The 'milk war' between suppliers and supermarkets after Coles began selling milk at just over $1 a litre has divided opinion in Australia, and shown the considerable power that major supermarkets wield over food production, distribution and consumption.
With the commercial strategies of the major supermarket chains having a range of economic, social, environmental, regulatory and political impacts, one Melbourne Law School expert is facilitating informed debate about the power of supermarkets in Australian society.
"Supermarkets are not just economic actors but social and political actors," said Professor Caron Beaton-Wells (LLB(Hons) 1993, LLM 1997, PhD Law 2002), who is Director of Studies for Competition and Consumer Law in the Melbourne Law Masters and Director of the University of Melbourne's Competition Law and Economics Network (CLEN).
"Their behaviour has a huge impact on social cohesion, sustainability, food security and public health, particularly in rural Australia."
Professor Beaton-Wells said that people in Australia are divided on the commercial strategies being pursued by the major supermarket chains relating to all elements of the business including acquisitions, private labels, diversification, pricing, supply chain management, advertising and packaging.
"I think the 'Aussie battler' mentality is certainly evident in opinion on supermarket behaviour," said Professor Beaton-Wells who teaches in the Melbourne Law Masters. She has also acted as a consultant or advisor to a number of international bodies, including the International Competition Network, the Organisation for Economic Cooperation and Development, the Association of Southeast Asian Nations, the New Zealand government and the Small States Network for Economic Development.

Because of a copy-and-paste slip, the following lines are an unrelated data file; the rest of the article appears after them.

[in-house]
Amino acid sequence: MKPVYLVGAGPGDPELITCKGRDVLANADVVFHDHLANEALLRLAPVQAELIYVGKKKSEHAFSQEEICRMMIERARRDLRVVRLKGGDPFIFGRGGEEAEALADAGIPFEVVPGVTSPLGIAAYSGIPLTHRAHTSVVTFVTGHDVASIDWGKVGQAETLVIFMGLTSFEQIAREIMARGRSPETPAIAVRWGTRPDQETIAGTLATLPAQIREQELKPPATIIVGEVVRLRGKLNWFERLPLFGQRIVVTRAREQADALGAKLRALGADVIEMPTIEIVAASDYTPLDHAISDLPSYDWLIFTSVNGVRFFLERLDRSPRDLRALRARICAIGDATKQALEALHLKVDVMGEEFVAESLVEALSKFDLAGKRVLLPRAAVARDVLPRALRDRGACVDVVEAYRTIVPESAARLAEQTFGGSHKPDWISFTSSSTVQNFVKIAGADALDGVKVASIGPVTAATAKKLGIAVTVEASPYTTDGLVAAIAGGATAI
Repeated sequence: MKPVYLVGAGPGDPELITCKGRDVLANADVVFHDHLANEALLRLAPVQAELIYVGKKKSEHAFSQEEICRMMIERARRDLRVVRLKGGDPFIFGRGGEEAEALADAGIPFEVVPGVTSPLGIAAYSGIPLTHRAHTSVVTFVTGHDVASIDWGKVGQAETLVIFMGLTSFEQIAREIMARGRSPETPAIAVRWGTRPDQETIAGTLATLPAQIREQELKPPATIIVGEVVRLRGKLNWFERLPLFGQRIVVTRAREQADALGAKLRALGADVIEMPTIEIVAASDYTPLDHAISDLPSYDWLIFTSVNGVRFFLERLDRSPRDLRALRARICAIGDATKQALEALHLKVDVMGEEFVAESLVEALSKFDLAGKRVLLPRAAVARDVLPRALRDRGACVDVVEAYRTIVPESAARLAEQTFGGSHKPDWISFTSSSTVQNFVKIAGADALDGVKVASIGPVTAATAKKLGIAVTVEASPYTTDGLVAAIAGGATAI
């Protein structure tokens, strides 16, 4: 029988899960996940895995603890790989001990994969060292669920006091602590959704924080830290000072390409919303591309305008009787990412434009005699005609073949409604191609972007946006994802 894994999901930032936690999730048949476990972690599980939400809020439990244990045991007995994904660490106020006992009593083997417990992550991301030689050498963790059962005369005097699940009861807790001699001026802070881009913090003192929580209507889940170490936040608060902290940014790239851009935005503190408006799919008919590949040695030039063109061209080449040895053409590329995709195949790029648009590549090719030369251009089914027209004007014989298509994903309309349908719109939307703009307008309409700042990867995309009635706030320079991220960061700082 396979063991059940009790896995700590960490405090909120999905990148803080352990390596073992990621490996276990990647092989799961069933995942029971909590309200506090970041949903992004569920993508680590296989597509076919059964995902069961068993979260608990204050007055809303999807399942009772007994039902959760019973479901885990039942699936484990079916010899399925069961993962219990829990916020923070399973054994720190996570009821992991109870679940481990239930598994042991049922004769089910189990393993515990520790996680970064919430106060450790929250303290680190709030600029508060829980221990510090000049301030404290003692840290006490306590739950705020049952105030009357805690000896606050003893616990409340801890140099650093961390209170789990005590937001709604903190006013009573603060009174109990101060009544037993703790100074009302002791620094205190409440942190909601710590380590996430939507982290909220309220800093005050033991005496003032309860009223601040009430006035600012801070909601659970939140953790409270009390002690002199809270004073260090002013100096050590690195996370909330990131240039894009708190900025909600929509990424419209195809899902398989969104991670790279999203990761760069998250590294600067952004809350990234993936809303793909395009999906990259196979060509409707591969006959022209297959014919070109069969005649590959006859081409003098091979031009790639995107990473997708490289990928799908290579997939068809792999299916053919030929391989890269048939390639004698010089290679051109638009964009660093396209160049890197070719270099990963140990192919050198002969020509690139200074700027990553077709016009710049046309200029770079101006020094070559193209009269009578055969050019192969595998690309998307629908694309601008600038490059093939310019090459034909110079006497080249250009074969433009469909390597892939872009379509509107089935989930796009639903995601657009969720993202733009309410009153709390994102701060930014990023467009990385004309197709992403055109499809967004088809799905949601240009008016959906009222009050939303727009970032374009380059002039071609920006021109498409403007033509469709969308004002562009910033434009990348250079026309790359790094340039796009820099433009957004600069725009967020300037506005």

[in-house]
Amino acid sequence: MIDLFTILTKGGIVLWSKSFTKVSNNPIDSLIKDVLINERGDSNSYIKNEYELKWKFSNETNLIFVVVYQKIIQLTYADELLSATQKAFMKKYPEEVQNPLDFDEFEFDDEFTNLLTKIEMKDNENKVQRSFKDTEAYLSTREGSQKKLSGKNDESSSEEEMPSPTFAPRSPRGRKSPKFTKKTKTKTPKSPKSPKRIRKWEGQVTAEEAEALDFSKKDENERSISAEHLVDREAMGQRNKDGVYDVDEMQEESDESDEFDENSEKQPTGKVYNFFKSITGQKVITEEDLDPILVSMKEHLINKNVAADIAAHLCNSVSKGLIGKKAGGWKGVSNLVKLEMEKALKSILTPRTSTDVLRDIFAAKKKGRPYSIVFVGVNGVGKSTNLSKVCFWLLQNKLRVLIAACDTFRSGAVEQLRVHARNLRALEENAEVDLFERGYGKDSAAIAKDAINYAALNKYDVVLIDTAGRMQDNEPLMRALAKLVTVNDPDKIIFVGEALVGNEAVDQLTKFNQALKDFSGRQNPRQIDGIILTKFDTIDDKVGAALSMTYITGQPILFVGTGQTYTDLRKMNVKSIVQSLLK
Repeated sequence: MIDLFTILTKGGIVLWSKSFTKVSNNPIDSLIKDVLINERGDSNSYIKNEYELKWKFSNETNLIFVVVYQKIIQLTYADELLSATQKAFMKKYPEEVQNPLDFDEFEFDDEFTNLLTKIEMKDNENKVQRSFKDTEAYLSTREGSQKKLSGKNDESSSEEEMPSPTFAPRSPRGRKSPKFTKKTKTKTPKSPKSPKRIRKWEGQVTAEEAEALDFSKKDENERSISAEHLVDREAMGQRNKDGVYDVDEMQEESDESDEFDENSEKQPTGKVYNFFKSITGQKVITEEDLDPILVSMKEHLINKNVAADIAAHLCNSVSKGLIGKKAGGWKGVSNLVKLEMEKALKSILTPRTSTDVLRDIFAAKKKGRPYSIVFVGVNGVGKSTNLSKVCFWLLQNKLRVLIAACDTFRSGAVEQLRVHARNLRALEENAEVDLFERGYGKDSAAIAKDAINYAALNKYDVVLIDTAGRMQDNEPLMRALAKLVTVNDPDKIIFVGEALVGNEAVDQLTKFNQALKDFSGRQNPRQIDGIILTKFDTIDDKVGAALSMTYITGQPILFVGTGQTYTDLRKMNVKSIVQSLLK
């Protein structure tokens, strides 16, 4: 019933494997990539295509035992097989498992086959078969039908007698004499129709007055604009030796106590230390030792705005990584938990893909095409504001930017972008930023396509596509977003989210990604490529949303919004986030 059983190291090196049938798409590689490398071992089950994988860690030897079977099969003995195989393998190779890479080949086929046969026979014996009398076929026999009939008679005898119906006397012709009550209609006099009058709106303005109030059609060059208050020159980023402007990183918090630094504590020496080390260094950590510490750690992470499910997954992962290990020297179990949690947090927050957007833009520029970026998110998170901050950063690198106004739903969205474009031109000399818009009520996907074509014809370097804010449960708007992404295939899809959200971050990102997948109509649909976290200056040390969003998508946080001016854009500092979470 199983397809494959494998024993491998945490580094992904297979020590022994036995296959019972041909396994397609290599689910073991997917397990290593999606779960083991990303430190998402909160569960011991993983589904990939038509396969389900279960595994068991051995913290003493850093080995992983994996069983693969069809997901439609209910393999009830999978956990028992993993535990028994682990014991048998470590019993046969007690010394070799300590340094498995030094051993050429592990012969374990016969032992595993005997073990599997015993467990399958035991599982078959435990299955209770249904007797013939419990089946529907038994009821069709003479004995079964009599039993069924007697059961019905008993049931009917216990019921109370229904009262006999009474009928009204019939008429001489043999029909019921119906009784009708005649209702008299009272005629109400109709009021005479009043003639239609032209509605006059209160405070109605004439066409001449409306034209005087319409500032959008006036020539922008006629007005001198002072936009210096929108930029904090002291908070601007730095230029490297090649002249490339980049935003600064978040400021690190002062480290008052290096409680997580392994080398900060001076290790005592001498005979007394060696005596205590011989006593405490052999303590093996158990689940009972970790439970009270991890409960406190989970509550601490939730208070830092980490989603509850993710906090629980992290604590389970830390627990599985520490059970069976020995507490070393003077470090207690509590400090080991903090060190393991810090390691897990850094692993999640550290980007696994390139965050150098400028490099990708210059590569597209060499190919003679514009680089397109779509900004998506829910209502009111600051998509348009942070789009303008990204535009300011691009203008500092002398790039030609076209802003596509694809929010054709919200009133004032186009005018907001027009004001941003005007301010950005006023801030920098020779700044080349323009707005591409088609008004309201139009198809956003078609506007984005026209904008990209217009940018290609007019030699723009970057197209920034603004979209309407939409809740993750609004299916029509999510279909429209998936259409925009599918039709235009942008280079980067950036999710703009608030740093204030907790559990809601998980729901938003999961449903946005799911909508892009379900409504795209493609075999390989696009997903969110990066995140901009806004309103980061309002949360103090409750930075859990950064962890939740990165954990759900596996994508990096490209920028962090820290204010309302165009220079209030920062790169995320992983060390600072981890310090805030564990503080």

"Consumers appreciate lower prices but are also suspicious of big business and anything that has the potential to destroy small business, particularly primary producers. The election was strongly centred around debates on the economy and competition policy law was an important aspect of the discussion."
Earlier this year, Melbourne Law School hosted the Supermarket Power Symposium, a joint initiative of CLEN and the Monash Centre for Regulatory Studies. A forum to promote a balanced and rigorous discussion on supermarket behaviour, it also discussed the role and effectiveness of government regulation to ensure an effective supply chain.
Professor Beaton-Wells said the symposium highlighted how law schools and universities play a key role in providing a democratic and inclusive forum on issues that affect people's daily lives and in contributing to national policy and debate.
"The symposium featured stakeholders that all held differing interests in debates over a supermarket code of conduct and related questions. A university setting is really the only setting where people from so many backgrounds can have a meaningful voice. Universities have a really important role in discussing and resolving major issues."
Professor Beaton-Wells said Australia will play an increasingly important role in providing education on competition and consumer law as countries in the Asia Pacific increase their capacity building. "Australia has a great opportunity to lead developments in the Asia Pacific region, and the Australian Competition and Consumer Commission has already shown a real commitment to leading development in the region."
In response to the growing importance of this area in Australia and Asia, the Law School will offer a Master of Competition and Consumer Law from 2014.
"Melbourne Law School is the only law school in the Asia Pacific region to offer a comprehensive program in this internationally significant field," said Professor Beaton-Wells, who is working on an international capacity-building project with fellow consumer law expert Dr Jeannie Paterson.
"The program can help those working in this area of law to ensure competition policy plays a role in economic development and prosperity."
Image: Professor Caron Beaton-Wells
Photographer: Peter Casamento